My first impression of Kingston in the south east of South Australia was that of a very tidy town that has done a great job with its marketing, brochures and information for visitors.
It also has one of the best off grid, RV parking spaces of any I’ve stayed in before. Despite the gloomy weather when we stayed, the town was colourful, friendly, has a lot of great boutique shopping, cafes, two hotels and a wine region on its doorstep.
I mean, even the town’s rubbish bins look terrific!
Firstly the RV Park is in a fabulous location, on the beachfront and directly opposite the jetty. There is loads of space for caravans, big rigs and camper vans and for $15 payable at a pay station, you can stay for up to 72 hours. We took advantage of this and stayed two nights in this comfortable and quiet park.
There is also a caravan park in town, and it’s on the beachfront if you want to stay longer, and both of these parks are council owned. You do have to display your permit to park and a council officer came around to check while we were there. There is a dump point in this park too.
The RV park is next to a very tidy town park which has toilets, a playground and some terrific art including a wall surrounding the rotunda which was painted by Marciano Arents of Senman Creations, who also painted a mural on the wall of the local museum.
A sand sculpture also sits in this park, commissioned for the inaugural Sea and Sand Carnival which was held in February this year. It was designed and created by Peter Redmond of Sandstorm Events Australia. This incredible artwork, made with 5 tonnes of compacted sand is called ‘DJ TuneA’ and is expected to last where it sits for 6 to 12 months.
Apart from this character, Kingston is well-known as home to another even bigger critter, Larry the big lobster. Australia has a penchant for ‘Big things’ and this imposing one, built in 1979 stands 17 metres tall. There is a takeaway food shop behind Larry and there’s hardly a traveller passing through Kingston who doesn’t stop to take a photo of this giant, which was voted the winner in a poll of Australia’s favourite big thing.
Another big attraction is town is the Cape Jaffa Lighthouse which sits on the foreshore, Marine Parade, overlooking the bay. This lighthouse used to sit on a reef 8 kilometres out to sea from Cape Jaffa which is 20 kilometres south of Kingston.
When a new lighthouse was built in Robe to replace this one, it was removed from its original platform in 1974 and reconstructed where it now stands, the first time a lighthouse has been shifted from a site at sea and rebuilt on land. The lighthouse is open to the public for tours during school holidays and by arrangement at other times.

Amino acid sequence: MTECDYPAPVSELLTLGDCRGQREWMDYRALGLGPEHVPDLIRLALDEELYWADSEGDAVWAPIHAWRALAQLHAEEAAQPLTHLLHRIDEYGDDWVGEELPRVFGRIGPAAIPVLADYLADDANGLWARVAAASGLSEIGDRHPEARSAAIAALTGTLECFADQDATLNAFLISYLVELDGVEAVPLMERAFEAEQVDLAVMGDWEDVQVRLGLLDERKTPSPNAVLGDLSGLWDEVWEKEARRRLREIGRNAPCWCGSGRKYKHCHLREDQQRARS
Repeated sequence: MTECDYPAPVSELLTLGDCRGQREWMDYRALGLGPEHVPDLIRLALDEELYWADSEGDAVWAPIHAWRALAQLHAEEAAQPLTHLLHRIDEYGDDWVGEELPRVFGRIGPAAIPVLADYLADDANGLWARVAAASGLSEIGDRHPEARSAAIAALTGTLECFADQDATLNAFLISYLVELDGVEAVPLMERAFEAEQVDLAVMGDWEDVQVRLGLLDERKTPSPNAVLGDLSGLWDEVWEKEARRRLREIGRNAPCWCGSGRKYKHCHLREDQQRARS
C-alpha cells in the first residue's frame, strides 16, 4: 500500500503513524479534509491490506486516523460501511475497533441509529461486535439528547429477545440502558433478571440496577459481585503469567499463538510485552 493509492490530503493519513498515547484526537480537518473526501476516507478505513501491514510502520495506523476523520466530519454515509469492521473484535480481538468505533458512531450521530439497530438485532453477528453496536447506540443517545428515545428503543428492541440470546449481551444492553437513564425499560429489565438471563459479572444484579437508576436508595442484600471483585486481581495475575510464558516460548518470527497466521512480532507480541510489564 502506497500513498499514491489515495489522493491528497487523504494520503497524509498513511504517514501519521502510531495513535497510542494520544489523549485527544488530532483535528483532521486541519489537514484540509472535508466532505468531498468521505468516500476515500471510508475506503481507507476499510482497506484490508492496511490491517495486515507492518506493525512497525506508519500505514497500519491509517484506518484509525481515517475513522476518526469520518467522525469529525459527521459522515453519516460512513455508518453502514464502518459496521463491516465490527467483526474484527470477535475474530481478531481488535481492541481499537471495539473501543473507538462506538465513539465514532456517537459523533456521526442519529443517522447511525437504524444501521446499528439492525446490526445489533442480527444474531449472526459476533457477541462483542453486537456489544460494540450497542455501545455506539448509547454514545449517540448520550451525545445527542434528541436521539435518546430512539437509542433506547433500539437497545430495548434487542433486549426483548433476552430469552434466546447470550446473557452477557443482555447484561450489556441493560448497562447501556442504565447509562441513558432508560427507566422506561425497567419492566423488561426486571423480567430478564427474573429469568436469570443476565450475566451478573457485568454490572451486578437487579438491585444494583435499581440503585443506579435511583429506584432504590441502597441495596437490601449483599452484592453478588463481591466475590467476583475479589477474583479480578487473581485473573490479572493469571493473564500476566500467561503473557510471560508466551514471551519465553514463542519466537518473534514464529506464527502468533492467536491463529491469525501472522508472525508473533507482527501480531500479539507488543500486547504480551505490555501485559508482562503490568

A short stroll from the RV park is the Royal Mail Hotel, a great spot to spend a bit of money from what you’ve saved on the cheap accommodation. The outside of the building doesn’t hint at what amazing décor is inside. There are a couple of different dining areas with wonderfully bold colours and wallpapers used to decorate them, plus a bar and bistro. They sell locally made wines as well, from Cape Jaffa and Mount Benson wineries.
There are self-guided walks to take around town and lovely shops to browse and buy in and there are a couple more unique artworks to find. A large mosaic mural called ‘Lifetime of friendship’ celebrates the contribution by ladies of the CWA (Country Womens Association) to the town.
This organisation ceased operating in Kingston in 2019 and the mural shows women over the eight decades that it ran, and all of the activities and contributions they made over the years. This is another fabulous mosaic mural created by Michael Tye, which was completed in 2021.
The other amazing artwork is called ‘Wind Dance’ and was painted by Sarah Boese in December 2020. The mural acknowledges the local nature, Aboriginal culture and lifestyle with a heron, a bird important to the Meintangk people, spider orchids and fish kites that refer to the kite festival that takes place in Kingston.
It’s a beautiful piece but what makes it different is that you can also download an app where augmented reality brings the mural to life, animating and highlighting parts of it.
Kingston was a really welcoming little town that we needed more time to explore fully and we will return to do just that one day.